In the past year, Indiana has struggled with how to handle HIV and a concentrated outbreak of the disease in Austin, a small town in southern Scott County, Indiana. Since the beginning of 2015, more than 190 people living in or near Austin have tested positive for HIV – a wave of transmissions linked to sharing needles. The situation became so dire the state declared a state of emergency.
Now, Indiana and other states have to determine if their current policies and laws are helping in stopping the spread of HIV or if something else needs to be done.
Indiana’s HIV Laws
Like many states, Indiana has criminalized some occurrences of transmitting HIV. Not everyone who transmits HIV to another person is guilty of a crime, but certain circumstances in which a person who is aware they have HIV puts another person at risk for the disease constitute a crime.
If someone who knows they are HIV positive has sex with another person without informing them of that fact, they could be charged with a crime. This can be true even if they use a condom to prevent transmission. Not telling the other person is a failure to warn before participating in a high-risk activity. Sharing hypodermic needles while HIV positive is another high-risk activity. An individual could be charged with a Class B misdemeanor or a Class D felony.
If someone who is HIV positive knowingly places blood, semen, feces, or urine in a place that would cause someone to touch it or ingest it with the intention for that person to do so, they have committed malicious mischief and may be guilty of a Class D felony. If the other person contracts HIV, the defendant can be charged with a Class B felony with a stricter punishment.
If an HIV positive individual purposefully attacks someone with a bodily fluid, they will be charged with a Class C or Class B felony. If the other attack transmits HIV, it becomes a Class A felony.
Depending on the specific charge, a defendant faces up to 6 months in jail and a $1,000 fine for a Class B misdemeanor to 50 years in prison and a $10,000 fine for a Class A felony. The fines and jail times for other felonies vary depending on the specific circumstances.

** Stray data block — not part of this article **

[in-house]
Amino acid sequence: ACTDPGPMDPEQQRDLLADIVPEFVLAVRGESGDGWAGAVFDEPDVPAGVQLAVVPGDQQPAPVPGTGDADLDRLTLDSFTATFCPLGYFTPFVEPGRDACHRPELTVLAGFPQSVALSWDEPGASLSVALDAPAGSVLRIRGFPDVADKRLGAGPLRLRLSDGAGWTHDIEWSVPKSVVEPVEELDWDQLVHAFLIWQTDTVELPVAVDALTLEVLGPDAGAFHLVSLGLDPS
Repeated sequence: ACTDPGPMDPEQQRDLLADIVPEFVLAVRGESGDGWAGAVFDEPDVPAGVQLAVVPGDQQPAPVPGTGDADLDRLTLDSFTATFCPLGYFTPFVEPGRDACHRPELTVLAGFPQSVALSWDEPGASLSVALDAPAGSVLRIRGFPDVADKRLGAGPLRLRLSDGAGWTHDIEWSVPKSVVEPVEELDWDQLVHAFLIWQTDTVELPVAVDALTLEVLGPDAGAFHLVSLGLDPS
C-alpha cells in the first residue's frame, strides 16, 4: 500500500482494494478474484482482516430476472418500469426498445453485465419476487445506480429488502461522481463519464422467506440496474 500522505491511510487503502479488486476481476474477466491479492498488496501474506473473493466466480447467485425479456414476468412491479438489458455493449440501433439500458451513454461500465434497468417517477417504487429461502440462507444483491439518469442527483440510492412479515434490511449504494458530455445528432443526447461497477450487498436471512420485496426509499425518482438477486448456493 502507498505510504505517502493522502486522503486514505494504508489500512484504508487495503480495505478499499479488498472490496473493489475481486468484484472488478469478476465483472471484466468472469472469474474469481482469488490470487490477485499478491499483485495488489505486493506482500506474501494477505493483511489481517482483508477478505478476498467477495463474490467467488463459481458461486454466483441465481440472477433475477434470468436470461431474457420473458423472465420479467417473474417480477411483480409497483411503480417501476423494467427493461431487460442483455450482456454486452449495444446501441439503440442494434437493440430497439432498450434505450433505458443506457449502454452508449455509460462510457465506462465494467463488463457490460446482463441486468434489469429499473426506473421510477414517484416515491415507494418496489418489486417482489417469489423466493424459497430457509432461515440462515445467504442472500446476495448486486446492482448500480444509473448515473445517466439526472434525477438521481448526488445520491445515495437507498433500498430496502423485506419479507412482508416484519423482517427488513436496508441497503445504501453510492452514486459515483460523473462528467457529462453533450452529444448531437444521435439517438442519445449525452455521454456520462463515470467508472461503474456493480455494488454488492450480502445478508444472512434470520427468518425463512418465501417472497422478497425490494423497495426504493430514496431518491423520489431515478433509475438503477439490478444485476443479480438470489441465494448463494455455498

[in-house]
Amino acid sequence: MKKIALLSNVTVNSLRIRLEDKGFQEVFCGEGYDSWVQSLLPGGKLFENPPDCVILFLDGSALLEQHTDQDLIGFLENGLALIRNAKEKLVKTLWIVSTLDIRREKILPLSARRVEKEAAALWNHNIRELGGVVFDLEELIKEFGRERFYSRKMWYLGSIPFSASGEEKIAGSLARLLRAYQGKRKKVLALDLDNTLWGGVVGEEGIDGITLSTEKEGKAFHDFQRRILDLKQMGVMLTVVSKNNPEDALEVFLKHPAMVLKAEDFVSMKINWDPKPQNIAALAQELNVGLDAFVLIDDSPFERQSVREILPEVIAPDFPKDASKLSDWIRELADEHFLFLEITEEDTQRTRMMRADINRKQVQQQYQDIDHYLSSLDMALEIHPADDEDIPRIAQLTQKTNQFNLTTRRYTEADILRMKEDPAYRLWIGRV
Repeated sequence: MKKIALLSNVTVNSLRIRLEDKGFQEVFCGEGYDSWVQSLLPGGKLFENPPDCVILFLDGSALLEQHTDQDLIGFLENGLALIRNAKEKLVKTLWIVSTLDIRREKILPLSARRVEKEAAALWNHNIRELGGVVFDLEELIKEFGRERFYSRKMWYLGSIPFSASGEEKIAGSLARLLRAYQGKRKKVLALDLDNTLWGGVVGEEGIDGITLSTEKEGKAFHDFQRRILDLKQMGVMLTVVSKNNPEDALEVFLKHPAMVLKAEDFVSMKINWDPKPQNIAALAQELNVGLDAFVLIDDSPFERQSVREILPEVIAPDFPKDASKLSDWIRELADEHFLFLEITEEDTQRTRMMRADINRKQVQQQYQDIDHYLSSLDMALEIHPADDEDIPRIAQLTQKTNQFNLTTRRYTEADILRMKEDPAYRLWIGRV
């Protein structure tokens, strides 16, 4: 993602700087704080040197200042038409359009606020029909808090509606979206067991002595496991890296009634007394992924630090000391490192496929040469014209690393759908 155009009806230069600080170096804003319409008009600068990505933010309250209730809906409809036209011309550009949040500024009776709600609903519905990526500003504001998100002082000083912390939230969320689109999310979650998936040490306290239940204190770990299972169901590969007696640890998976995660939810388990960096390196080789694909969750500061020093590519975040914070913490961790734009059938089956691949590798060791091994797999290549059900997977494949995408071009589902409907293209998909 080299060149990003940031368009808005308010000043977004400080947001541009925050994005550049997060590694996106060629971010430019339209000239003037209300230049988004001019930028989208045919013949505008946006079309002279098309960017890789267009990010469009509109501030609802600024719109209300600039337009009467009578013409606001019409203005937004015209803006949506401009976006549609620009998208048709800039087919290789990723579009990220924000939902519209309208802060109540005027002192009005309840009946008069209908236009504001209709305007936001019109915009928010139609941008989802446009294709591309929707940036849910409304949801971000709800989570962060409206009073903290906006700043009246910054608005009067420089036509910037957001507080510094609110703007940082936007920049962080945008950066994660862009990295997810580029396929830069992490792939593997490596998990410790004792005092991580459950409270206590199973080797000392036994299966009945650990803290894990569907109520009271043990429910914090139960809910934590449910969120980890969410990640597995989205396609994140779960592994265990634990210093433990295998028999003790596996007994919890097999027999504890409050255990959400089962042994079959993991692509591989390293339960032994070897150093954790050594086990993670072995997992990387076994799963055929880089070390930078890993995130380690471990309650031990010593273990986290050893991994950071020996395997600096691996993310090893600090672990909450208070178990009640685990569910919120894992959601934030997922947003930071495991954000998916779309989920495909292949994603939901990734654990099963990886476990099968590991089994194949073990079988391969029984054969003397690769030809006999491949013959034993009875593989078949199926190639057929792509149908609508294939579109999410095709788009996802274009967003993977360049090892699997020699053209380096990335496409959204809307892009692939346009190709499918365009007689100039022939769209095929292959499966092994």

Criminalization Might Affect Whether People Get Tested
In recent studies, researchers found HIV criminalization may discourage testing and actually harm efforts made to prevent the spread of HIV. The results showed that a minority of individuals reported that failure to warn prosecutions decreased their willingness to get tested and made them afraid to speak with nurses and physicians about their sexual practices. This minority also reported higher instances of risky sexual practices, such as unprotected penetrative sexual intercourse with numerous sexual partners. The thinking may be that if they don’t know about their HIV status, they can’t fail to warn a partner or be charged with a crime later.
While it may have been a small portion of the group who responded this way, this is still a significant discovery. The best way to stop the spread of HIV is through open discussion with medical practitioners, education, and access to testing and treatment. If individuals are afraid to talk to doctors about their sexual practices for fear of being labeled criminals, then the medical community’s efforts to stop HIV transmissions go to waste.
The researchers acknowledge that these findings might not translate to the general U.S. population because it was a Canadian study that used a non-random sample of participants. The results of a similar study might also be different in America because individuals might not know their specific state’s HIV laws. Carol Galletly, J.D., Ph.D., from the Medical College of Wisconsin told The American Independent.
If you are facing criminal charges for HIV transmission, contact one of the skilled Indianapolis criminal defense attorneys at Hessler Law. Call (317) 886-8800 for a free, initial consultation of your case.